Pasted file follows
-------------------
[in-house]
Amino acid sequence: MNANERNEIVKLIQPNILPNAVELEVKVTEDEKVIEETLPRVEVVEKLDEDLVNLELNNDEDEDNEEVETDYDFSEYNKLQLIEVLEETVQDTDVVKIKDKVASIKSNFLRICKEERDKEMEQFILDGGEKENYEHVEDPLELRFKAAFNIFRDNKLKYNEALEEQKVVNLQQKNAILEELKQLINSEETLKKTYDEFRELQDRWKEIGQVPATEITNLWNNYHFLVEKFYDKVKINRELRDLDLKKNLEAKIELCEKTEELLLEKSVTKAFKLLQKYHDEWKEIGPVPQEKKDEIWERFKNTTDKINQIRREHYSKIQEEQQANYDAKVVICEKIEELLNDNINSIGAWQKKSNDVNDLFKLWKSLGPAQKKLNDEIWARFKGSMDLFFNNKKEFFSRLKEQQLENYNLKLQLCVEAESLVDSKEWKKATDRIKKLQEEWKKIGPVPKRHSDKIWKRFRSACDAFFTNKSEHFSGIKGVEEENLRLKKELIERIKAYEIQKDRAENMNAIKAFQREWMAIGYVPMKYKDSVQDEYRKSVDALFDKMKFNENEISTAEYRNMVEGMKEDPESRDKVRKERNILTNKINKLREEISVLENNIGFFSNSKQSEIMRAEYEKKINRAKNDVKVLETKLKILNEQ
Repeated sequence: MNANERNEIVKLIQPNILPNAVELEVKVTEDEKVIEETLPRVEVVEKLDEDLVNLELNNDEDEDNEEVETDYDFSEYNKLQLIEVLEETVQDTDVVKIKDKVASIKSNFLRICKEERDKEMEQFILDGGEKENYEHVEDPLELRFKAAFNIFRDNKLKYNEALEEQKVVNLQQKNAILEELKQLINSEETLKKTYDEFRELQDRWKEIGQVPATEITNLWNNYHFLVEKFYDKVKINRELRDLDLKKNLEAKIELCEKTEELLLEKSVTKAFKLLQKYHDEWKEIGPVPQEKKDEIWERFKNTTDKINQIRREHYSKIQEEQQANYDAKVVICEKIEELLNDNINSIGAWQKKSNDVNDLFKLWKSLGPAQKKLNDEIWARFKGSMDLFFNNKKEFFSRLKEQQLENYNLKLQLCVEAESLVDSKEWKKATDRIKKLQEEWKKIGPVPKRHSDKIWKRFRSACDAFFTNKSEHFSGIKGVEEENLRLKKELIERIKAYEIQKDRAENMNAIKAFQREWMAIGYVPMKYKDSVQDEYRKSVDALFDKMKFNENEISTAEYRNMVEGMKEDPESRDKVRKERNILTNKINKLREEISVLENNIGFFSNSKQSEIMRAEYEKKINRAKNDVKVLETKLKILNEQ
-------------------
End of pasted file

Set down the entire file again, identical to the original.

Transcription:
[in-house]
Amino acid sequence: MNANERNEIVKLIQPNILPNAVELEVKVTEDEKVIEETLPRVEVVEKLDEDLVNLELNNDEDEDNEEVETDYDFSEYNKLQLIEVLEETVQDTDVVKIKDKVASIKSNFLRICKEERDKEMEQFILDGGEKENYEHVEDPLELRFKAAFNIFRDNKLKYNEALEEQKVVNLQQKNAILEELKQLINSEETLKKTYDEFRELQDRWKEIGQVPATEITNLWNNYHFLVEKFYDKVKINRELRDLDLKKNLEAKIELCEKTEELLLEKSVTKAFKLLQKYHDEWKEIGPVPQEKKDEIWERFKNTTDKINQIRREHYSKIQEEQQANYDAKVVICEKIEELLNDNINSIGAWQKKSNDVNDLFKLWKSLGPAQKKLNDEIWARFKGSMDLFFNNKKEFFSRLKEQQLENYNLKLQLCVEAESLVDSKEWKKATDRIKKLQEEWKKIGPVPKRHSDKIWKRFRSACDAFFTNKSEHFSGIKGVEEENLRLKKELIERIKAYEIQKDRAENMNAIKAFQREWMAIGYVPMKYKDSVQDEYRKSVDALFDKMKFNENEISTAEYRNMVEGMKEDPESRDKVRKERNILTNKINKLREEISVLENNIGFFSNSKQSEIMRAEYEKKINRAKNDVKVLETKLKILNEQ
Repeated sequence: MNANERNEIVKLIQPNILPNAVELEVKVTEDEKVIEETLPRVEVVEKLDEDLVNLELNNDEDEDNEEVETDYDFSEYNKLQLIEVLEETVQDTDVVKIKDKVASIKSNFLRICKEERDKEMEQFILDGGEKENYEHVEDPLELRFKAAFNIFRDNKLKYNEALEEQKVVNLQQKNAILEELKQLINSEETLKKTYDEFRELQDRWKEIGQVPATEITNLWNNYHFLVEKFYDKVKINRELRDLDLKKNLEAKIELCEKTEELLLEKSVTKAFKLLQKYHDEWKEIGPVPQEKKDEIWERFKNTTDKINQIRREHYSKIQEEQQANYDAKVVICEKIEELLNDNINSIGAWQKKSNDVNDLFKLWKSLGPAQKKLNDEIWARFKGSMDLFFNNKKEFFSRLKEQQLENYNLKLQLCVEAESLVDSKEWKKATDRIKKLQEEWKKIGPVPKRHSDKIWKRFRSACDAFFTNKSEHFSGIKGVEEENLRLKKELIERIKAYEIQKDRAENMNAIKAFQREWMAIGYVPMKYKDSVQDEYRKSVDALFDKMKFNENEISTAEYRNMVEGMKEDPESRDKVRKERNILTNKINKLREEISVLENNIGFFSNSKQSEIMRAEYEKKINRAKNDVKVLETKLKILNEQ